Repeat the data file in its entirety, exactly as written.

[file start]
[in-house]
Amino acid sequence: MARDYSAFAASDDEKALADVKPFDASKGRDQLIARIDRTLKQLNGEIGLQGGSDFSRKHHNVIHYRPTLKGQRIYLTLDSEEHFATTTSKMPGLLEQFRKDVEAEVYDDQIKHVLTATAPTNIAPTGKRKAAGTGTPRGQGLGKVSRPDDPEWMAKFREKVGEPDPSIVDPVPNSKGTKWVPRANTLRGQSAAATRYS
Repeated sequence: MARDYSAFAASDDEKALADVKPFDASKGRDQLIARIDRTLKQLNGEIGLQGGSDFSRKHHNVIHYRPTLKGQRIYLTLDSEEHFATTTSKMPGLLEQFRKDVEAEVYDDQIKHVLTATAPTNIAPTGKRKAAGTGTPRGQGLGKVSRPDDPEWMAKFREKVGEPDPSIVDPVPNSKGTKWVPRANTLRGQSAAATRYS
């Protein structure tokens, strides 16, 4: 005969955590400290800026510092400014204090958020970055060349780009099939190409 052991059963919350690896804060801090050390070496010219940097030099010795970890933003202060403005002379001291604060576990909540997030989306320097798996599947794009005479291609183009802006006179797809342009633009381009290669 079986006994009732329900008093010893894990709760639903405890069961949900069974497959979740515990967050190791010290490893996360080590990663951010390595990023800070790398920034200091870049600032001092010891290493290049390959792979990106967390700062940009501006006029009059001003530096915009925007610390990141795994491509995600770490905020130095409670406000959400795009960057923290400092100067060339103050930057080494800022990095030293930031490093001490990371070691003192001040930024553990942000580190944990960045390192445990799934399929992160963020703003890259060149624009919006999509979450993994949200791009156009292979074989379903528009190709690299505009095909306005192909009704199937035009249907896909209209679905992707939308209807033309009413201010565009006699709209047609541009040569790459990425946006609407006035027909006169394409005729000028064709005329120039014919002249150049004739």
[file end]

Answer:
[in-house]
Amino acid sequence: MARDYSAFAASDDEKALADVKPFDASKGRDQLIARIDRTLKQLNGEIGLQGGSDFSRKHHNVIHYRPTLKGQRIYLTLDSEEHFATTTSKMPGLLEQFRKDVEAEVYDDQIKHVLTATAPTNIAPTGKRKAAGTGTPRGQGLGKVSRPDDPEWMAKFREKVGEPDPSIVDPVPNSKGTKWVPRANTLRGQSAAATRYS
Repeated sequence: MARDYSAFAASDDEKALADVKPFDASKGRDQLIARIDRTLKQLNGEIGLQGGSDFSRKHHNVIHYRPTLKGQRIYLTLDSEEHFATTTSKMPGLLEQFRKDVEAEVYDDQIKHVLTATAPTNIAPTGKRKAAGTGTPRGQGLGKVSRPDDPEWMAKFREKVGEPDPSIVDPVPNSKGTKWVPRANTLRGQSAAATRYS
């Protein structure tokens, strides 16, 4: 005969955590400290800026510092400014204090958020970055060349780009099939190409 052991059963919350690896804060801090050390070496010219940097030099010795970890933003202060403005002379001291604060576990909540997030989306320097798996599947794009005479291609183009802006006179797809342009633009381009290669 079986006994009732329900008093010893894990709760639903405890069961949900069974497959979740515990967050190791010290490893996360080590990663951010390595990023800070790398920034200091870049600032001092010891290493290049390959792979990106967390700062940009501006006029009059001003530096915009925007610390990141795994491509995600770490905020130095409670406000959400795009960057923290400092100067060339103050930057080494800022990095030293930031490093001490990371070691003192001040930024553990942000580190944990960045390192445990799934399929992160963020703003890259060149624009919006999509979450993994949200791009156009292979074989379903528009190709690299505009095909306005192909009704199937035009249907896909209209679905992707939308209807033309009413201010565009006699709209047609541009040569790459990425946006609407006035027909006169394409005729000028064709005329120039014919002249150049004739």